Fair Haven, NJ (PRWEB) October 6, 2005
Survivors of major hurricanes and other catastrophic events like 9/11 know that the process of putting your life back together after a life-changing catastrophe is a long and complicated process. But according to life insurance experts, the process of filing a life insurance claim after the death of a loved one can be eased by simply being prepared.
We spoke with Guy Cardinale, CEO and spokesman of Complete Life Quote, Inc., an online life insurance company representing some of the best companies in the life insurance industry (http://www.completelifequote.com). He had this to say when asked how to ease the life insurance claim process:
"First of all, proper preparedness begins when you purchase your policy. A common mistake that is often made at the beginning of the process is not buying an adequate amount of insurance. Not providing the proper amount of support to dependents is common, so it's imperative to carefully consider the total amount of financial support your family will need (after burial expenses are paid) at the time you purchase your life insurance policy. Chances are that you won't go back and adjust the policy after you purchase it, even though your standard of living may increase substantially throughout the years."
In addition to making sure you have an adequate amount of coverage, it’s a good idea to ensure that your policy is "titled" correctly and that the named beneficiaries are accurate and up-to-date with current address information. Verify that the dates of birth and social security numbers on file with the insurance company are correct, as errors can cause the benefits to pass through probate and delay the transfer of funds to your loved ones.
Additionally, the following preparation tips can help make the claim process less stressful:
Keep your life insurance policy in a safe place, such as a safe deposit box or fire-proof safe. If your home is destroyed in a fire, hurricane, flood, or other disaster, your policy will be intact and easily accessible.
- Let your loved ones know where to locate the policy, and make sure they have access to it. If you keep it in a safe or safe deposit box, make sure they know how to get it out.
- If you have a Living Trust or Will, include a copy of your life insurance policy with it, or provide a copy to your family attorney.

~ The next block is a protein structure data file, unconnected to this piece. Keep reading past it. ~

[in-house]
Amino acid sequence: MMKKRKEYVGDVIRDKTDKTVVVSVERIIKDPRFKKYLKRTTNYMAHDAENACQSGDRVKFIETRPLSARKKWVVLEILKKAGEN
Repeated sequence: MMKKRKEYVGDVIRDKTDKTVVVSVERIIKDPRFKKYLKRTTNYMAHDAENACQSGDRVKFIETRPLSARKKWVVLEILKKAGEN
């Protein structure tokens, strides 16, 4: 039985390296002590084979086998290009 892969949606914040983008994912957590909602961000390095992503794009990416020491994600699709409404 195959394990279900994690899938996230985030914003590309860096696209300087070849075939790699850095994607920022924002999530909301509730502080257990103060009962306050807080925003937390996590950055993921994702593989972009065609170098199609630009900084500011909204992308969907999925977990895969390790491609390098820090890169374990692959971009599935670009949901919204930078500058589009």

- Make sure that your family has the name and phone number of your life insurance company or insurance agent. It will save them a lot of time if they cannot locate the policy.
- If the policy can not be located after the insured’s death, don’t panic. If you know the name of the insurance company, most can verify the policy as long as the claimant(s) can provide them with information on the policy holder.
- Obtain multiple copies of the death certificate as soon as possible. In extraordinary circumstances like Hurricane Katrina, if you are unable to obtain a death certificate, some companies will accept, in lieu of an official death certificate, an affidavit from a funeral home director or surviving family member, hospital records, and in some cases, a statement from a physician.
- Pay your life insurance premiums. The law requires a 30-day grace period in every life insurance policy sold, allowing the insured to pay the policy premium any time during the 30 days following the due date of the premium without incurring a policy lapse. If you let your premium lapse for over 30 days, your coverage may lapse and you may be required to provide proof of good health before reinstating the policy. If you lose a loved one, it’s a good idea to call the insurance company right away to make sure all premiums have been paid.
According to Mark Simmons of Trust Term Life Insurance http://www.trusttermlifeinsurance.com, "These simple steps can help ensure that life insurance proceeds will reach their intended beneficiaries. By following them, those who have lost loved ones can slowly begin the process of putting their lives back together."
Unfortunately, the tips above are worthless to the millions of Americans with no insurance to protect their loved ones. This is often the case in low-income regions, and seems to be the scenario for the majority of Hurricane Katrina’s victims. Two major life insurance companies with high exposure in the regions affected by Katrina recently reported that they have only received a handful of life insurance claims in Katrina’s wake, yet according to a recent report by CNN, the death toll from this hurricane currently stands at 1034.
Preparing for the unexpected can lessen the stress of a tragedy, and if you are one of the millions of Americans without life insurance, several on-line resources are available to help. Sites like http://www.completelifequote.com, http://www.trusttermlifeinsurance.com, and countless others contain information on the different types of life insurance available. They offer fast quotes, easy to complete applications, and most have toll-free phone numbers for personal assistance and answering applicants’ questions.